a classless society, as in "the beginning" and in the
Sangha. Rather than socially stereotyped ‘men’ and ‘women’ relating
to each other as sexual objects, within the property relations
of the patriarchal family, the Buddha sought to encourage respectful
egalitarian relations between our true human natures which are
neither male nor female (see Buddhist Feminism), also by the author).

All forms of attachment to family, class, race or nation were
to be replaced by a compassionate identification with all sentient
life, and the material corollary of such compassion, a classless,
race-blind, nationless world society of extended families. Exploitation
of nature was to give way to ecological interdependence, a step
back towards the easy abundance of our mushroom and vine-gathering

Most Buddhists throughout history have been blinded to the radical
nature of the Buddha’s teaching by philosophical idealism, encouraged
by ruling elites. They prefer not to speak of this social anarchist
Shakyan warrior who threatens to smash open brahmin’s heads and
insults their patronage. The kings, ruling classes and priest-hoods
that have dominated Buddhism have suppressed the democrat, the
antiimperialist, and the anti-clerical Buddha. The oppressors
have tried to fit the Buddha back into a godly mold, beyond human
interests and activity. But the Buddha was a revolutionary humanist,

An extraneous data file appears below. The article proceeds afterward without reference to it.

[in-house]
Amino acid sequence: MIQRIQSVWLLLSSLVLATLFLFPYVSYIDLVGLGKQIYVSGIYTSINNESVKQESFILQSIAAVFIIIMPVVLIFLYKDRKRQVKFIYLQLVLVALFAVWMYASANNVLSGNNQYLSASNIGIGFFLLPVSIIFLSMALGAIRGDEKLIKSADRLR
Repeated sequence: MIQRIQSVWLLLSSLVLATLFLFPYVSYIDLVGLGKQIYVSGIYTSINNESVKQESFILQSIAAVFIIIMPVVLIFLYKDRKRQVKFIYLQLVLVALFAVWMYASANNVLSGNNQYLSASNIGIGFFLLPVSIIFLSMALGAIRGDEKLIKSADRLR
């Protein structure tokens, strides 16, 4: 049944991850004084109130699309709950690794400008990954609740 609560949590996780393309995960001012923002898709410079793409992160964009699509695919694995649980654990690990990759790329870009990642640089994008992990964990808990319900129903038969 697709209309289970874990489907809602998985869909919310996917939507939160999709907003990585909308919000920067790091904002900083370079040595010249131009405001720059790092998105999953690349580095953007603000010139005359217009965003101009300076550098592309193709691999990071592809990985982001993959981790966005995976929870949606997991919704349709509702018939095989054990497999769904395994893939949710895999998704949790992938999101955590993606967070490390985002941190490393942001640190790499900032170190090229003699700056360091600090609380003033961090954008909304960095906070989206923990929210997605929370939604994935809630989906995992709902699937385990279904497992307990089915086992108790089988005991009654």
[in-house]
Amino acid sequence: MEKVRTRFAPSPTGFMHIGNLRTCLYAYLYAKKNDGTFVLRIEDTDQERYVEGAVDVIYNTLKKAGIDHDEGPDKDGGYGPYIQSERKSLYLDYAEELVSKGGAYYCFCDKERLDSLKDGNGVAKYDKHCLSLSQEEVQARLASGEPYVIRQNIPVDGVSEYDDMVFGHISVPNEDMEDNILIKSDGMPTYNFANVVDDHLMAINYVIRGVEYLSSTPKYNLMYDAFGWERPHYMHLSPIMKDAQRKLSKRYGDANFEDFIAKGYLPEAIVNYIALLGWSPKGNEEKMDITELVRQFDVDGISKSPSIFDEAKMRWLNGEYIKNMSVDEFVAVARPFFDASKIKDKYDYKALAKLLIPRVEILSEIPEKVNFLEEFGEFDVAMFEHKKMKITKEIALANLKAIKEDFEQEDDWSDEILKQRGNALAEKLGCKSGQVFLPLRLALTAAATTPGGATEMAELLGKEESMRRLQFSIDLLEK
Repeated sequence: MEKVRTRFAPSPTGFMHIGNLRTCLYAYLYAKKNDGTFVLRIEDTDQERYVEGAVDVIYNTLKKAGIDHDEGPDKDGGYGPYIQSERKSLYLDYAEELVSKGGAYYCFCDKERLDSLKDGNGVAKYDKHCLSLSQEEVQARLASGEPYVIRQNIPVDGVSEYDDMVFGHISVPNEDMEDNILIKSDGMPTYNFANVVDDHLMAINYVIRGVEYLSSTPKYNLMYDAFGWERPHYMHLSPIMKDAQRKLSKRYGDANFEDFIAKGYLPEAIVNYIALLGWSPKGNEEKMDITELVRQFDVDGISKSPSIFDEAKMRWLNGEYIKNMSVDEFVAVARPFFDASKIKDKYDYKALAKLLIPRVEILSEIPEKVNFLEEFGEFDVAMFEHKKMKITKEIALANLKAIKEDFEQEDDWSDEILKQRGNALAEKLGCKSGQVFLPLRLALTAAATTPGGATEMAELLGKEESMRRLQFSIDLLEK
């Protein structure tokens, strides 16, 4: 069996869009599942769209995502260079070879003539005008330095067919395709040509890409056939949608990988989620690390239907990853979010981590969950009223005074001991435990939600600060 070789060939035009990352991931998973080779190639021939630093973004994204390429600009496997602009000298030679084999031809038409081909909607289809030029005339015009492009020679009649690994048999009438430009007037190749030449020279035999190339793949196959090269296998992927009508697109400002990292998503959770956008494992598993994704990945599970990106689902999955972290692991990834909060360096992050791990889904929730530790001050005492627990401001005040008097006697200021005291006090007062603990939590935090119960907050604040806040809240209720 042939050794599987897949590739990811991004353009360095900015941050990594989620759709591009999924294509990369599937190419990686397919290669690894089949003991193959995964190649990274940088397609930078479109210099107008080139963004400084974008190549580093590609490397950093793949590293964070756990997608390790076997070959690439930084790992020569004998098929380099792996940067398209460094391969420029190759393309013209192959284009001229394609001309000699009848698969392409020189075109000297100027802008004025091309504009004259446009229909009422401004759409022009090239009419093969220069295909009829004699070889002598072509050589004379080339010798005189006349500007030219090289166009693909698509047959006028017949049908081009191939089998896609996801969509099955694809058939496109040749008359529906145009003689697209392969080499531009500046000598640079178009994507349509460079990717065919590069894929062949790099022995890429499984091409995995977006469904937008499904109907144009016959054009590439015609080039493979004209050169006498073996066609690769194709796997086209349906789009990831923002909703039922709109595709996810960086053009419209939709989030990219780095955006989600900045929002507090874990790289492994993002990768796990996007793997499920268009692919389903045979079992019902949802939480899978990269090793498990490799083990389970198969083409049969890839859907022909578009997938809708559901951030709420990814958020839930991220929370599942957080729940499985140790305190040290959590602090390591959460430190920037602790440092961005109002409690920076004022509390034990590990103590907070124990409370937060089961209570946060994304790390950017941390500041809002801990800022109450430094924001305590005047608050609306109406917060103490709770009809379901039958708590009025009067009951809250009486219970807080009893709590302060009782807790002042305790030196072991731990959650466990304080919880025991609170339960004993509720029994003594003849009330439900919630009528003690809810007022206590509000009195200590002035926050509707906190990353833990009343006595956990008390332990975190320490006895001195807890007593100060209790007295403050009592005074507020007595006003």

a symbol and teacher of the liberation of human potential, he
called upon the masses to renounce primitive beliefs in a Supreme
God, beliefs which encourage authoritarian power.

Buddhist scriptures depict at least three different political
schemes. The most alienated and alienating is the authoritarian
regime, supporting a privileged elite against an exploited poor,
engaging in expansionist, imperialist wars, and supported by racist,
nationalist and patriarchal forces of cultural reaction, such
as brahmins. The second is the social-welfare regime, with limited
popular participation, guided by a mass-based vanguard of progressive
intellectuals, such as the Sangha. Such a regime can halt the
degenerative process. But the highest form of polity is the decentralized,
participatory democracy, with face-to-face form of polity is the
decentralized, participatory democracy, with face-to face egalitarian
decision-making, leading eventually to a ‘withering of the state’.

In the Cakkavatti’s reconstruction period, no explicit role is
mentioned for a clergy in guiding the people to establish the